Gottfried adds four more titles to his Holocaust series, following Nazi Germany (2000/VOYA June 2001) and Martyrs to Madness (2000/VOYA June 2001). Children of the Slaughter does a credible job of discussing the effect of the Holocaust not only on the Jewish children but also on the German youngsters who were forced to join the Hitler youth and on the offspring of Holocaust survivors. The plight of the Jews did not end when World War II was over. Displaced Persons chronicles the atrocities against those who survived Nazi terrorism. In their desperate search for a homeland, many Jewish survivors sought refuge in Palestine, a journey described by Gottfried here. Deniers of the Holocaust provides an in-depth look at the people and organizations that claim the Holocaust never happened. This book looks at the rise of Nazi-affiliated groups, explores the technique of moral relativism, and examines the current use of the Internet by the ring of deniers. This volume is devoted to topics often overlooked or treated briefly in other Holocaust series. Heroes of the Holocaust shares many stories of people, religious or political organizations, and countries that sheltered Jews, resisted Nazi policies, and rescued victims destined to die. It also tells of the heroic efforts by many from the Jewish population itself. Text in each book is written in a straightforward, easy-to-read manner. The material will be useful for research reports as well as personal reading for those interested in the subject. Similar in format, each book is set in large type with wide margins, and one clear black-and-white photograph per chapter. Chapters are titled with subheadings attractively set off by a contrasting colorthat coordinates with the end papers and book jacket. The dramatic cover artwork, end papers, and chapter dividers compliment the series. Glossary. Index. Photos. Biblio. Source Notes. VOYA CODES: 3Q 2P J S (Readable without serious defects; For the YA with a special interest in the subject; Junior High, defined as grades 7 to 9; Senior High, defined as grades 10 to 12). 2001, Twenty-First Century, 112p. PLB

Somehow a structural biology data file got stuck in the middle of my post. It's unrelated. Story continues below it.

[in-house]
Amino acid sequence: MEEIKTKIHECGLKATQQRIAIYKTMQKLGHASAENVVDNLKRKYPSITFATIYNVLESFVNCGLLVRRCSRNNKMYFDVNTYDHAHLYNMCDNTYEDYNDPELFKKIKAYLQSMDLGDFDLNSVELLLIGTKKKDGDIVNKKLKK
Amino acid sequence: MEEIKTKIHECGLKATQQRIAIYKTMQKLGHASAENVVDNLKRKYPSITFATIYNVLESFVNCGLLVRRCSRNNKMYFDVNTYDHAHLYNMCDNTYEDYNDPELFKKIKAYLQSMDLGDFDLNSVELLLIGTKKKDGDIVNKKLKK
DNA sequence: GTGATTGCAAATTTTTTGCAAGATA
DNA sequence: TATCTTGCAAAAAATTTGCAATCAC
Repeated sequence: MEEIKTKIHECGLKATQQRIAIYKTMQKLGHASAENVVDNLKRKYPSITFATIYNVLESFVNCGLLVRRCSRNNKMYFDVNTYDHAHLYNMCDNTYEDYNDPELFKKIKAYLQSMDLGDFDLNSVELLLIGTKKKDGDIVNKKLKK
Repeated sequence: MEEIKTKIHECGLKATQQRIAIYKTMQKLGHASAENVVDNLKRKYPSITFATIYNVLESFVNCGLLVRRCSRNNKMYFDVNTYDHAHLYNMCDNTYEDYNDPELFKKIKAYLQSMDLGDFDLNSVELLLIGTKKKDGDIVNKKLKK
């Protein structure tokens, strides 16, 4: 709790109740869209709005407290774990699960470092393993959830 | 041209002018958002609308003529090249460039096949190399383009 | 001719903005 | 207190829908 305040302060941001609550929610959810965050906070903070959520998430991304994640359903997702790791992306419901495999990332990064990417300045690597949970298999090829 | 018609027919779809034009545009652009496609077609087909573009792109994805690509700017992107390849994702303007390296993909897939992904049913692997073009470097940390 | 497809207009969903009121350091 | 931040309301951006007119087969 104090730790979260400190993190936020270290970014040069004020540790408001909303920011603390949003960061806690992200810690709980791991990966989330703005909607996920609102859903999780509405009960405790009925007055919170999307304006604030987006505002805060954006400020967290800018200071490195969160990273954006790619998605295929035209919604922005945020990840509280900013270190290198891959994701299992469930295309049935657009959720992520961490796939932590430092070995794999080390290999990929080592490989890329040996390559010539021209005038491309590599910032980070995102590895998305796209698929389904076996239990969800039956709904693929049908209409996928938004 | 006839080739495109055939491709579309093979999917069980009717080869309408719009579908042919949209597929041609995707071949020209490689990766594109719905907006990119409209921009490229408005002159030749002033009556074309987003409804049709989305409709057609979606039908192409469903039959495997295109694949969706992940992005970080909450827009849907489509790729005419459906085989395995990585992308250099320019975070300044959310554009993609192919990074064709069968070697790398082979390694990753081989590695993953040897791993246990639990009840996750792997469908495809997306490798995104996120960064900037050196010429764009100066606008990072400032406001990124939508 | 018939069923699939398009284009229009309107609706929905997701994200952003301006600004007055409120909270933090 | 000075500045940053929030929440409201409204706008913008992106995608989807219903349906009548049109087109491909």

— Mary Ann Capan